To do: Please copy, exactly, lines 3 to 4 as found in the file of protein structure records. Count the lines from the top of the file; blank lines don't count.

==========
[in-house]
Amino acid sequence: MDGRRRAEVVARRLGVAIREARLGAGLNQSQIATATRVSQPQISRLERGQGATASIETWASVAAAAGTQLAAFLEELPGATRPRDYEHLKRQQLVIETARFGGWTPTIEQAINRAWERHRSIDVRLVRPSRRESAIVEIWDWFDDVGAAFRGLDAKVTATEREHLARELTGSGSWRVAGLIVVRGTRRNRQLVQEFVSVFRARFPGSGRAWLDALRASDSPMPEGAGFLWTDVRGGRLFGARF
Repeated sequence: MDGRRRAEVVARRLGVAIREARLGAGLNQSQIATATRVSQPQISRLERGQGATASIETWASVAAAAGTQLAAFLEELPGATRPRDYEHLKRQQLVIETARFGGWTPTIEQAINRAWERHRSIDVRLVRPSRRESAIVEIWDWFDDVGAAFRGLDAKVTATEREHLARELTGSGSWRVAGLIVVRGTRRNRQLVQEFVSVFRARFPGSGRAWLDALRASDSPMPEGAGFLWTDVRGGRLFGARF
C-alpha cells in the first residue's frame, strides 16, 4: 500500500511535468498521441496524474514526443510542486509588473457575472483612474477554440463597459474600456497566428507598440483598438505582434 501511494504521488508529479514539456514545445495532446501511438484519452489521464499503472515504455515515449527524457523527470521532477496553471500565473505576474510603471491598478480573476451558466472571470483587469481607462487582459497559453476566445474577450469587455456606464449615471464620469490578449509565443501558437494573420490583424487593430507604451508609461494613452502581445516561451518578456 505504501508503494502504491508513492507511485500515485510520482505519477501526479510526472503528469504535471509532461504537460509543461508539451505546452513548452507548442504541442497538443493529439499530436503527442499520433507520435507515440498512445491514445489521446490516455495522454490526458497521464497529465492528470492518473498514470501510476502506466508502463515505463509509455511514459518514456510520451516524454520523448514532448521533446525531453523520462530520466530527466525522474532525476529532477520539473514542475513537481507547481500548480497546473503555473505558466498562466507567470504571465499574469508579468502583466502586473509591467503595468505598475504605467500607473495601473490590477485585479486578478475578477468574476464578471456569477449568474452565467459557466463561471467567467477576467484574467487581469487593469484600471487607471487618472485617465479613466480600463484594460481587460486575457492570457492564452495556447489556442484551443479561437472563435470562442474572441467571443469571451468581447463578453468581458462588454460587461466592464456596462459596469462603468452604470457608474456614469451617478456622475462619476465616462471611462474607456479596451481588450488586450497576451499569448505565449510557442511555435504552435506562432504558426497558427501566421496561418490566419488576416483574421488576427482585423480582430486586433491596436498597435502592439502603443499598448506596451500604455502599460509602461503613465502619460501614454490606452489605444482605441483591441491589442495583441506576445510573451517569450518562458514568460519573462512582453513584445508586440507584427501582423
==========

Repeated sequence: MDGRRRAEVVARRLGVAIREARLGAGLNQSQIATATRVSQPQISRLERGQGATASIETWASVAAAAGTQLAAFLEELPGATRPRDYEHLKRQQLVIETARFGGWTPTIEQAINRAWERHRSIDVRLVRPSRRESAIVEIWDWFDDVGAAFRGLDAKVTATEREHLARELTGSGSWRVAGLIVVRGTRRNRQLVQEFVSVFRARFPGSGRAWLDALRASDSPMPEGAGFLWTDVRGGRLFGARF
C-alpha cells in the first residue's frame, strides 16, 4: 500500500511535468498521441496524474514526443510542486509588473457575472483612474477554440463597459474600456497566428507598440483598438505582434 501511494504521488508529479514539456514545445495532446501511438484519452489521464499503472515504455515515449527524457523527470521532477496553471500565473505576474510603471491598478480573476451558466472571470483587469481607462487582459497559453476566445474577450469587455456606464449615471464620469490578449509565443501558437494573420490583424487593430507604451508609461494613452502581445516561451518578456 505504501508503494502504491508513492507511485500515485510520482505519477501526479510526472503528469504535471509532461504537460509543461508539451505546452513548452507548442504541442497538443493529439499530436503527442499520433507520435507515440498512445491514445489521446490516455495522454490526458497521464497529465492528470492518473498514470501510476502506466508502463515505463509509455511514459518514456510520451516524454520523448514532448521533446525531453523520462530520466530527466525522474532525476529532477520539473514542475513537481507547481500548480497546473503555473505558466498562466507567470504571465499574469508579468502583466502586473509591467503595468505598475504605467500607473495601473490590477485585479486578478475578477468574476464578471456569477449568474452565467459557466463561471467567467477576467484574467487581469487593469484600471487607471487618472485617465479613466480600463484594460481587460486575457492570457492564452495556447489556442484551443479561437472563435470562442474572441467571443469571451468581447463578453468581458462588454460587461466592464456596462459596469462603468452604470457608474456614469451617478456622475462619476465616462471611462474607456479596451481588450488586450497576451499569448505565449510557442511555435504552435506562432504558426497558427501566421496561418490566419488576416483574421488576427482585423480582430486586433491596436498597435502592439502603443499598448506596451500604455502599460509602461503613465502619460501614454490606452489605444482605441483591441491589442495583441506576445510573451517569450518562458514568460519573462512582453513584445508586440507584427501582423